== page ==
If I have to find the volume, what are the things I would need. eg., If it is cylindrical, I would measure length and diameter. But, it is irregularly shaped. Like the above rock.

Where should I start? Couple of google search says something related to integration and contours. Somebody pls give me some handle :) I would say i"m very beginner level in beer-selection.com.

You are watching: What is the volume of the rock

Many Thanks :)

Edit:60 to 70% accuracy would be helpful.

integration contour-integration
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edited Jul 31 "12 at 15:12
Prince Ashitaka
asked Jul 31 "12 at 14:08

Prince AshitakaPrince Ashitaka
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As your comment indicates, you"re not interested in rocks so much as tumors.

One possible approach is to use a tomographic technique. Many medical imaging tools image the body using tomography: that is, examining the body one "slice" at a time.

If you have access to such tools, or can derive such an example, then what you want to do is cut the rock/tumor into many slices along some axis, and then compute the area of the tumor at that slice. This is a bit easier to do that doing it in three dimensions.

Then, you move forward by some $\Delta z$ along the $z$-axis (or whatever axis), and repeat.

Multiply each surface area by $\Delta z$, sum them, and you will get a good estimate. The estimate is better the smaller your $\Delta z$.

To compute the area of each "slice", you can do many things: fit a simpler shape to the data, perform Monte Carlo integration, or decompose the shape into a series of piecewise linear segments.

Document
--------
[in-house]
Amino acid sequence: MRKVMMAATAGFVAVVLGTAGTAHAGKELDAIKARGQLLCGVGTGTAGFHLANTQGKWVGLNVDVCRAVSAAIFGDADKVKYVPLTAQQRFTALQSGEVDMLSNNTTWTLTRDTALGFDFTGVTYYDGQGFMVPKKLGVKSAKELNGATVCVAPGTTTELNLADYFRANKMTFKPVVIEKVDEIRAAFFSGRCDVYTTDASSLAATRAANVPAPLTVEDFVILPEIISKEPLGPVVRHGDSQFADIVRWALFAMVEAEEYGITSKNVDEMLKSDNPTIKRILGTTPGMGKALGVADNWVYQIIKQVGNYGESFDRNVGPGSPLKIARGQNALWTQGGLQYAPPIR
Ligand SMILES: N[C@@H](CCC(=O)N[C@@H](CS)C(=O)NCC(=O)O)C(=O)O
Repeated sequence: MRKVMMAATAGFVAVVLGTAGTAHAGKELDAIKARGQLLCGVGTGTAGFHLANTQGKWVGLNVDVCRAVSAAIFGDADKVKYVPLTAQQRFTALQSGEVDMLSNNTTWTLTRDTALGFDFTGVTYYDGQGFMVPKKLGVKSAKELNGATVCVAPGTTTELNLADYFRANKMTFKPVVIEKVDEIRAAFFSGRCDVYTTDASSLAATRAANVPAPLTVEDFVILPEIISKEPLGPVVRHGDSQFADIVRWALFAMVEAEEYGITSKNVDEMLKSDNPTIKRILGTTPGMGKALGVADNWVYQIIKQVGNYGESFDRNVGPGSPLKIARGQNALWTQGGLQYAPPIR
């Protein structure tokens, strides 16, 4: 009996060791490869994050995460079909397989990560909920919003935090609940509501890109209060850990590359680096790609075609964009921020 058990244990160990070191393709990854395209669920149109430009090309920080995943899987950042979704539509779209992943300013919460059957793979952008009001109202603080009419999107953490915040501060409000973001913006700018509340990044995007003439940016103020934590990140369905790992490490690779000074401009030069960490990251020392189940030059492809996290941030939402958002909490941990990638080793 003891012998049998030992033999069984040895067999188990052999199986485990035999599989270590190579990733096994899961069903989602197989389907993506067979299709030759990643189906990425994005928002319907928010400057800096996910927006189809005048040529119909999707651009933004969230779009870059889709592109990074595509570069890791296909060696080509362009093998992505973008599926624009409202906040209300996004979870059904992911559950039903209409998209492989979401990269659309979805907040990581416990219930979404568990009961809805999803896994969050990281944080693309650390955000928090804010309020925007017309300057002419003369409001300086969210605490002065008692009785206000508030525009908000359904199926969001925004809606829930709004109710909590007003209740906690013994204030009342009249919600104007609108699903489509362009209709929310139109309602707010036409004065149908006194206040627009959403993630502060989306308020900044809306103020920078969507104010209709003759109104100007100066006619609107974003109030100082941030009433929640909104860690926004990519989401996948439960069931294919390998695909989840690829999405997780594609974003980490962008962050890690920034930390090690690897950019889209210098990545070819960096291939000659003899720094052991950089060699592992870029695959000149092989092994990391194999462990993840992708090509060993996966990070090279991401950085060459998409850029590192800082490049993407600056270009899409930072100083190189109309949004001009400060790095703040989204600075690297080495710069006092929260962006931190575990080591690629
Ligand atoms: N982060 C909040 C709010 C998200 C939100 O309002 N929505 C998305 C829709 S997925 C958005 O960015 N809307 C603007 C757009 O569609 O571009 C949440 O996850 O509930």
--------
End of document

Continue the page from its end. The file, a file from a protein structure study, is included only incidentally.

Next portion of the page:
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answered Jul 31 "12 at 16:27

EmilyEmily
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The easiest way (if you have a 3d model) is simple Monte Carlo integration. One builds a big bounding box around the "rock", and then randomly chooses a large number of points inside the box. The ratio of points inside the "rock" to the the number of total points, is the ratio of volumes. Since you can easily calculate the box"s volume, you now also know the volume of the rock.

The task of finding whether or not a point is inside the rock is in general complex, but is simplified if you can assume that the rock is convex. In that case, you test each triangle that belongs to your 3D mesh: if the point is in the right side for all triangles, the point is inside.

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edited May 30 "15 at 16:28
answered Jul 31 "12 at 14:41

nbubisnbubis
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There is a very simple and elegant algorithm for calculating the volume of an arbitrary, closed mesh described in this paper (Zhang, Cha, and Tsuhan Chen. "Efficient feature extraction for 2D/3D objects in mesh representation." Image Processing, 2001. Proceedings. 2001 International Conference on. Vol. 3. IEEE, 2001. Page 2). The trick is to base a tetrahedron on each triangle and top it off at the origin and then sum up all volumes, signed by whether the triangle faces the origin.

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edited Oct 16 "13 at 13:33
answered Sep 16 "13 at 22:34

Lenar HoytLenar Hoyt
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If you don"t want to use Archimedes" solution, and you know the material, you can look up the density and weigh the rock.

See more: Chevy Astro Van Miles Per Gallon, Gas Mileage Of 2000 Chevrolet Astro

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answered Jul 31 "12 at 14:21

wesleywesley
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Highly active question. Earn 10 reputation (not counting the association bonus) in order to answer this question. The reputation requirement helps protect this question from spam and non-answer activity.

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